Dancers were part of the multimedia performanceImage: Klaus Lefebvre
April 11, 2011
The opera 'Sonntag' is the final of seven works from the 29-hour operatic cycle 'Licht' by Karlheinz Stockhausen. It is a transcendental endurance test for musicians, dancers and the audience alike.
A multimedia spectacle of dance, music and stage direction to otherworldly sounds: "Sonntag" from "Licht" premiered over three years after the composer Stockhausen's death. It was produced fully according to his wishes.
One of the 20th century's most important composers, Stockhausen was a polarizing cult figure in the music world. It's no coincidence that that pioneer of electronic music turns up on the cover of the Beatles album "Sgt. Pepper’s Lonely Hearts Club Band." The composer's influence extended far beyond the realm of avant-garde music, even if his works never attained mass popularity.
Stockhausen, born in 1928 in Mödrath near Cologne, worked on his opera cycle "Licht" ("Light") for over a quarter century, leaving behind 29 hours of music divided among seven individual operas, or "days," each "day" standing for an aspect of human existence. "Montag" ("Monday") signifies the beginning of life, while Stockhausen described "Mittwoch" ("Wednesday"), with its famous "Helicopter Quartet" - in which the four musicians actually perform airborne - as a "day of collaboration." "Sonntag" ("Sunday"), finally, is the day of universal worship, of light and of joy. The complete cycle has never been performed, although individual parts have seen the light of day in Milan, Leipzig and Cologne.
Not made for the theater
Two provisional halls in a historic art deco exhibition pavilion at the Cologne fairgrounds were specially set up for the Cologne performance of "Sonntag" from "Licht," five hours of music performed on two successive evenings, each for an audience of 600. For the composer who once disparagingly compared recordings of his music with "postcards of the Cologne Cathedral," live performances were part and parcel of the experience.
"This performance is a unique opportunity to experience the music exactly as Stockhausen intended," said Marco Blaauw, trumpet player in the ensemble musikFabrik. "The audience is situated between the musicians, and you hear music swirling all around you."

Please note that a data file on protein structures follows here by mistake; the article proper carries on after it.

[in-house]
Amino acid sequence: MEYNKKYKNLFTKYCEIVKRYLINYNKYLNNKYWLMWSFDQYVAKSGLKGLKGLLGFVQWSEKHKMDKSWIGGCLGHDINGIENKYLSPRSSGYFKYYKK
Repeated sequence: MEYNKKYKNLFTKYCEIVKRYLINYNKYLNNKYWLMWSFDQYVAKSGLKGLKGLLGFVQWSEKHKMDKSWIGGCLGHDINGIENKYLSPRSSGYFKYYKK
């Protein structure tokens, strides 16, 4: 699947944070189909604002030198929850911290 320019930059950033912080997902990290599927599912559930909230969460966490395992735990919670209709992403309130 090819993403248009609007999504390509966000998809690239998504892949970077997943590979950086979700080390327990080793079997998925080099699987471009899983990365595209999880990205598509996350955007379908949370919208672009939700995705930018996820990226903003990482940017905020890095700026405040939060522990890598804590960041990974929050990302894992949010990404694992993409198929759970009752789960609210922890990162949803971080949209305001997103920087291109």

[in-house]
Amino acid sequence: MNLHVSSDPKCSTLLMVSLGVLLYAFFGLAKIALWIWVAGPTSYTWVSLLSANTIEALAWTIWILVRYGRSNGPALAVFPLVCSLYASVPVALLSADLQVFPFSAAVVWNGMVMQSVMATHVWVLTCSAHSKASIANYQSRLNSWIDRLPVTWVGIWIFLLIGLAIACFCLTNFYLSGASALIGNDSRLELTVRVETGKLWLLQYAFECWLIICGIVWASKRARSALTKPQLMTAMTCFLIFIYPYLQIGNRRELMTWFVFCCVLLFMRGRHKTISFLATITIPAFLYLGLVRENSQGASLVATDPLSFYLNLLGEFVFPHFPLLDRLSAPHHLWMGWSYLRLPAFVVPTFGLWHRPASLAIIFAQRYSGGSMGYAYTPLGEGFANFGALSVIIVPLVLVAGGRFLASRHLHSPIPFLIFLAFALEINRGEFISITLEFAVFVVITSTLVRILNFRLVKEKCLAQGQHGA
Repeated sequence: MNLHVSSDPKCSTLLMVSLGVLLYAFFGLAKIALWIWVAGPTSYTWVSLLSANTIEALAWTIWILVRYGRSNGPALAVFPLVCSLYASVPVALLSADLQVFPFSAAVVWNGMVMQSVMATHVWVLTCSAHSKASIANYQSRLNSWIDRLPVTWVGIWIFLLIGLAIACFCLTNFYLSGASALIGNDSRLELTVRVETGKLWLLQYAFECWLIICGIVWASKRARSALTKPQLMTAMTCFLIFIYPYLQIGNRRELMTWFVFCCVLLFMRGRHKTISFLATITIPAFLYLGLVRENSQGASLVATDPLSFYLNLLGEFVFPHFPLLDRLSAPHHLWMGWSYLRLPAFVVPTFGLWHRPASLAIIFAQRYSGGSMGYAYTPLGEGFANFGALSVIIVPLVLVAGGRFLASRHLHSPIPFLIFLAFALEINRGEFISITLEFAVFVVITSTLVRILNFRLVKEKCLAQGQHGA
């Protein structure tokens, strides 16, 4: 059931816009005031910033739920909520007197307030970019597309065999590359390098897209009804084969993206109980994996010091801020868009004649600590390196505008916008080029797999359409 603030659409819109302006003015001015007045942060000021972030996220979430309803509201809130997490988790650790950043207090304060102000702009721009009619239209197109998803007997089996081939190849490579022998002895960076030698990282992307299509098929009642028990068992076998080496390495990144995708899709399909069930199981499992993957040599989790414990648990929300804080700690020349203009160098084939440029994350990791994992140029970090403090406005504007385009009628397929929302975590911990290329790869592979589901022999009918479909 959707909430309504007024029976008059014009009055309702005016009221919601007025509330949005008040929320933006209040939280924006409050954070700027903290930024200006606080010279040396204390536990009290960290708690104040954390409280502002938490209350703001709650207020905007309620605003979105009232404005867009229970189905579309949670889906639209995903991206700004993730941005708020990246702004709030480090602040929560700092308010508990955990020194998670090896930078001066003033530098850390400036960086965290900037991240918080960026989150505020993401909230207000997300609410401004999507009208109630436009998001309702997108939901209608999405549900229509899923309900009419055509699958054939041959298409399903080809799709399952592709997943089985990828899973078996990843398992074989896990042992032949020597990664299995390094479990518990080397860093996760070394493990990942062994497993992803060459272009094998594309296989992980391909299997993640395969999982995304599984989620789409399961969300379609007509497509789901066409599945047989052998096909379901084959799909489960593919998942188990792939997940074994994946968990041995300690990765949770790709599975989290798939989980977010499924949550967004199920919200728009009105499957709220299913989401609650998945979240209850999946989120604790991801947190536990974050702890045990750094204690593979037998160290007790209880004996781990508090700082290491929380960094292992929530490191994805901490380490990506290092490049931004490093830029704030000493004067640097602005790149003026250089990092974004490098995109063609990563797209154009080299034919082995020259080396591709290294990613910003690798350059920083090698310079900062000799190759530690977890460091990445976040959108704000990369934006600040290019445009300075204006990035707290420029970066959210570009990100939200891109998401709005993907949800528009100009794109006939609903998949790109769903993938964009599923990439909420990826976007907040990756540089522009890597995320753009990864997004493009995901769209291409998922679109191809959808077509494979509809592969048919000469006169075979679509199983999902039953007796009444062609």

"Not long ago I found a letter in which Stockhausen wrote: 'Licht' must be performed in Cologne!" explained Kathinka Pasveer, a Dutch flutist and Stockhausen's long time artistic collaborator in an interview for Deutsche Welle. Together with Peter Rundel, Pasveer co-conducted the spectacle from her position at a sound mixer.
A feat for soloists, orchestra and listeners
The composer, who died in December 2007, used to personally supervise the sound direction of his performances, "but in years at his side, I learned a thing or two," said Pasveer.
Hers was a highly complex task. In his total work of art, Stockhausen "composed" aspects as diverse as gestures, costume colors and even aromas. In scene four, for example, "Signs-Fragrances," seven different kinds of incense were released into the hall.
The final, key scene is the fifth, named "Weddings," performed simultaneously in two halls: "Weddings for Orchestra" in Hall B and "Weddings for Chorus" in Hall A. The audience is divided into two groups, the first seated in the orchestral hall and taking in highly sensual music performed by five instrumental ensembles led by five conductors. In the choral hall, meanwhile, five groups of dancers swirl around the standing audience, depicting symbolic wedding rituals to solemn choral singing. Videos project scenes ranging from an Arab marketplace to the Cologne Cathedral as the sound from Hall A is projected into Hall B and vice versa. After the final tone subsides, a brief intermission, then the audiences switch positions, and the scene plays out all over again.
The five scenes of the spectacle "Sonntag" might be described as a unified song of praise from all the world's religions, with quotes from Gregorian chant or passages from the Koran. But "Licht" is more than just music, Pasveer explains.
"In his music, Stockhausen dreams of a better humanity, a more musical humanity."
Stockhausen's futurist visions were given visual expression by choreographer Carlus Padrissa and his dancers from the Catalonian troupe "La Fura Dels Baus." Not everyone was convinced that his street theater aesthetics harmonized with Stockhausen, but as Padrissa himself noted, "It's the music that sets the stage here, and that's a good thing."
Stockhausen fans frenetically applauded the premiere, describing it as a deep, even intimate experience. "Whoever goes to the performance gets what he wants out of it," observed trumpet player Blaauw.
He dispensed with cliches to the effect that Stockhausen's music is intellectual, inaccessible, or marked by religiosity or spirituality. "What moves me as a musician is that each individual moment, every single second, is absolutely strong and beautiful."